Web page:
How did the First, Second, and Third Estates impact the French Revolution?

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In some ways, this question points toward one of the common misunderstandings of the French Revolution. There's a tendency among many to cast the Third Estate as the sole driving force of the French Revolution. The historical reality is significantly more complicated than that picture would attest.

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In some ways, this question points toward one of the common misunderstandings of the French Revolution. There's a tendency among many to cast the Third Estate as the sole driving force of the French Revolution. The historical reality is significantly more complicated than that picture would attest.

Before getting to that point, however, I think you should keep in mind that the Estates System, taken as a whole, represents a social structure. That was the foundation of the Ancien Régime, and ultimately, that structure was what the Revolution dismantled: an entire system of privilege and particularities was swept aside by a more modern political understanding based in equality under the law. From this perspective alone, the Estates are deeply important to the French Revolution.

Ultimately, I think there is a tendency to underestimate the liberalism which existed within the Second Estate, viewing it (along with the First Estate) as a collection of reactionaries, opposed to the Third Estate's call for change. In all fairness, if you were to look at the gridlock of the Estates General (where the representatives from the Estates ultimately came into conflict over matters of procedure—the vote-by-head versus vote-by-order debate), you can see where that perception comes from. The reality is far more complicated. Consider that many of the major leaders to emerge out of the Revolution's early years came from the Nobility. We can count among them Mirabeau (although he was elected by the Third Estate, he was a noble nonetheless), LaFayette, and the Duc d'Orléans, among others. In addition, we should not forget that Sieyès was a priest. To quote one of the twentieth century's leading scholars of the French Revolution, Francois Furet,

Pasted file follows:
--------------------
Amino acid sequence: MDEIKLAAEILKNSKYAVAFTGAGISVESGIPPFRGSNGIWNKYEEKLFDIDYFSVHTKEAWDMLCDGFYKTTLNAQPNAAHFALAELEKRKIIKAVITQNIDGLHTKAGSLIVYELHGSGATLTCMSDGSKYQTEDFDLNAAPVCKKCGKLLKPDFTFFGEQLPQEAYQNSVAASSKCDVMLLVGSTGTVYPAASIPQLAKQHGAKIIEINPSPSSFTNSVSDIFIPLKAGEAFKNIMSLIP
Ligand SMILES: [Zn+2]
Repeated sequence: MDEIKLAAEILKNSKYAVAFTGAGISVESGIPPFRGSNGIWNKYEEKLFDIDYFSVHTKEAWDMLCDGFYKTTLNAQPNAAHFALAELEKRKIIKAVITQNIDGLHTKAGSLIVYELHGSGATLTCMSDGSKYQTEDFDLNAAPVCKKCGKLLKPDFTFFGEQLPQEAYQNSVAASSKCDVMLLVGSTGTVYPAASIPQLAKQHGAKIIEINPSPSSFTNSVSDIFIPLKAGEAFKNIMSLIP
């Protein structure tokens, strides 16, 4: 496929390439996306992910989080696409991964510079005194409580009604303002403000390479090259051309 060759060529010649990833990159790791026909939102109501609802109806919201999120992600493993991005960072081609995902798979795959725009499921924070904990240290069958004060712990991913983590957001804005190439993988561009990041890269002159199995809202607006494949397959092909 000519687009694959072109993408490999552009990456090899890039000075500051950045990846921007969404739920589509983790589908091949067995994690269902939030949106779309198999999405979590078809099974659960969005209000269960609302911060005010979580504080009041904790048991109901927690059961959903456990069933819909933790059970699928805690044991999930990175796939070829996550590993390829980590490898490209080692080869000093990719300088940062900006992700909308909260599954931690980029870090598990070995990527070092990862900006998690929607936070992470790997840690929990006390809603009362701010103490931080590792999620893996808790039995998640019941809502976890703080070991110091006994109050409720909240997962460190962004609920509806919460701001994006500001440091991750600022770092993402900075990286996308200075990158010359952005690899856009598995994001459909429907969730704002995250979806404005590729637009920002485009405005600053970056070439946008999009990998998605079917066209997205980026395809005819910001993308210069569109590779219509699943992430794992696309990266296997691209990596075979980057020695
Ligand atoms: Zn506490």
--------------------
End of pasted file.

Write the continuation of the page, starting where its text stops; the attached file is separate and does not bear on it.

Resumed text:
Among the clergy, where internal strife had been lively, there were only forty-six bishops out of 300 deputies, and many country priests were being attracted by their Third Estate neighbors. One third of the nobility group had been won over to liberal ideas, and was dominated by the reputation of the parlementaire Du Port and the American prestige of La Fayette. (Francois Furet, The French Revolution: 1770-1814, trans. by Antonia Nevill, Blackwell Publishing, 1996, (paperback): (original French 1988, original English 1992), 60)